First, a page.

Contesting a Will: Presumption of Undue Influence
Undue influence generally is where a stronger party has exerted pressure over a weaker party so to overpower their wishes. So ultimately, the plaintiff argues that the weaker party was either ‘forced, tricked or misled’ into parting with their property in the manner with which they did (Allcard v Skinner (1887)).
In terms of Will making, it is said that ‘for there to be undue influence in the eyes of the law there must be – to sum it up in one word – coercion’ (Wingrove v Wingrove ).
Coercion when Contesting a Will
Coercion must take the form of domination; whereby domination by the defendant of the mind and will of the [testator] must be such that the ‘mind of the latter became a mere channel through which the wishes of the former flowed’ (Tufton v Sperni ). This being that the relationship between the parties must have gone beyond mere confidence of influence, there must have been a relationship involving dominion and ascendancy by the defendant over the other, and therefore correlation dependence by the other (Anderson v McPherson (No 2) ).
Coercion can take several different formats. It can include, but is by no means limited to; physical violence, exploitation of mental or physical disability, verbal bullying or deliberate misleading.
In the case of Edwards v Edwards , the testator’s son deliberately told his mother incorrect information so to secure an inheritance. This amounted to undue influence as it was a ‘deliberate poisoning of [the testator’s] mind’. Hence, the key question to be determined when contesting a Will is whether the conduct is so powerful that it ‘removes’ the will of the testator all together.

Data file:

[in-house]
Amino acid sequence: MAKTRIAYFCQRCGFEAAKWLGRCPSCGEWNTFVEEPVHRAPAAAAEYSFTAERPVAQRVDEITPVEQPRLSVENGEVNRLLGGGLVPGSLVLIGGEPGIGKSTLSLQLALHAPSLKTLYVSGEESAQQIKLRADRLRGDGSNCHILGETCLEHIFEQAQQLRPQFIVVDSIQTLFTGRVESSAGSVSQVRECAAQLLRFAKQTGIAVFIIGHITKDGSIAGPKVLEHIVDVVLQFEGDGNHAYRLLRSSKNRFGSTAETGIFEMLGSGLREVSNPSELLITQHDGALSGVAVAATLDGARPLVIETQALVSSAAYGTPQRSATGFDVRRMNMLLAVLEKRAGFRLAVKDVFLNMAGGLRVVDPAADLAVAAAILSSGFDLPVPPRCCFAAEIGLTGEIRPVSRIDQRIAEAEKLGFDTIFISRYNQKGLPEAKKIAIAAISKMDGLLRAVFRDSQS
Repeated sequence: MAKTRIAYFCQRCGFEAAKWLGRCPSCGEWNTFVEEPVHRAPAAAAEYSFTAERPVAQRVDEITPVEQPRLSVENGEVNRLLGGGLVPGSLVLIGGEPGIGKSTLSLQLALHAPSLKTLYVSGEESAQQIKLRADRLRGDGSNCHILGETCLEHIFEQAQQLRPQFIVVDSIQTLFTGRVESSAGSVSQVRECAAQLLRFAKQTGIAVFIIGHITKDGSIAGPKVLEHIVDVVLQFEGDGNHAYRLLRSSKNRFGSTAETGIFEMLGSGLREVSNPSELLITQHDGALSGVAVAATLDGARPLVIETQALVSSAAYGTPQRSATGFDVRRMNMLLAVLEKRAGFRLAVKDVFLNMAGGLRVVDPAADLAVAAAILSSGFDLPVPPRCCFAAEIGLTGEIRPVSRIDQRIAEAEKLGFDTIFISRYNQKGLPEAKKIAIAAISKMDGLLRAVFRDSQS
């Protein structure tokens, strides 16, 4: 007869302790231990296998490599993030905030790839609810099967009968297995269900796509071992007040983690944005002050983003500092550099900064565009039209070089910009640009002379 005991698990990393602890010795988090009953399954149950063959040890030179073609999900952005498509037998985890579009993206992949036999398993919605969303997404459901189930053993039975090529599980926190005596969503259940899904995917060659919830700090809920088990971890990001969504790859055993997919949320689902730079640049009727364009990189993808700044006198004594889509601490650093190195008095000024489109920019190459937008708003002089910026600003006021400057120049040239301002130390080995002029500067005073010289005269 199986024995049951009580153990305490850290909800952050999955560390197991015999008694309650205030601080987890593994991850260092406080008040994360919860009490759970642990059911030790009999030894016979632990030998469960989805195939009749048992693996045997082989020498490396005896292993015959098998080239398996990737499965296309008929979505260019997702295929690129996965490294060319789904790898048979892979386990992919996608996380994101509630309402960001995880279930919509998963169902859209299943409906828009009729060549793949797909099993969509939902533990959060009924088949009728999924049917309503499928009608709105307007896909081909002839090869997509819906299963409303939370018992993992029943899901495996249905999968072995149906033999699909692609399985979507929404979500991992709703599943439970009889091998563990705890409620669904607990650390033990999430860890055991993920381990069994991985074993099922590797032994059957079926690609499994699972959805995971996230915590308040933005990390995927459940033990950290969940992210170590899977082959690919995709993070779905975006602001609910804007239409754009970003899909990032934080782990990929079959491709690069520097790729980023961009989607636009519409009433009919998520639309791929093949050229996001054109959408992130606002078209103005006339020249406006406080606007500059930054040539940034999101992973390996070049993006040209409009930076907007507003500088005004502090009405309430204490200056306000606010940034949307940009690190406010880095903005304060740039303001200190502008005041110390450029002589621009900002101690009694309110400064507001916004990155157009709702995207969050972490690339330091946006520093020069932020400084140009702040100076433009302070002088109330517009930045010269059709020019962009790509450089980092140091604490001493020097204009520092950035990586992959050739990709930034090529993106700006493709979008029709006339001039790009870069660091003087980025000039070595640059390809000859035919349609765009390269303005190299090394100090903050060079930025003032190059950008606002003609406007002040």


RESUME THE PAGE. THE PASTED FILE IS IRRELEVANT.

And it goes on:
Presumptions of Undue Influence
In all cases involving undue influence, except those involving a Will, there may be a presumption of undue influence where there is a relationship of trust and confidence with the wrong-doer. Ie parent/child (Landashire Loans Ltd v Black  1 KB 380), solicitor and client (Westmelton (Vic) Pty Ltd v Archer & Shulman ), doctor and patient (Bar – Mordecai v Hillston  NSWCA 64); and, religious leader and follower (Allcard v Skinner (1887)). In these types of cases it will be for the wrong-doer to prove that the complainant entered the transaction out of his free will.
In Will contests, no such presumption exists. Instead, it is for the plaintiff in the proceedings to prove that actual undue influence occurred. However, actual cases of undue influence are uncommon and difficult to prove (Frederick v State of South Australia (2006)).
Such an allegation is usually successful only if it can be shown that there is no other hypothesis to explain the actions of the testator, other than undue influence (Edwards v Edwards ).
Success Rate of Undue Influence Claims
Thus, the success rate of undue influence claims is very low and examples of such are few and far between. Moreover, suspicious circumstances surrounding the making of a Will alone, will not amount to undue influence. As a rule of thumb, there will only be undue influence if the statement ‘If the testator were alive, would he/she say ‘this is not my wish but I must do it?’ is answered in the positive.
Ultimately, as coercion is something that happens behind closed doors, with the key witness no longer alive so to give evidence, it is next to impossible to prove. In suspicious circumstances, it may be far easier to challenge the Wills on the grounds of testamentary capacity.
Alternatively, if you have any queries, our Contesting a Will FAQs are a great place to start.
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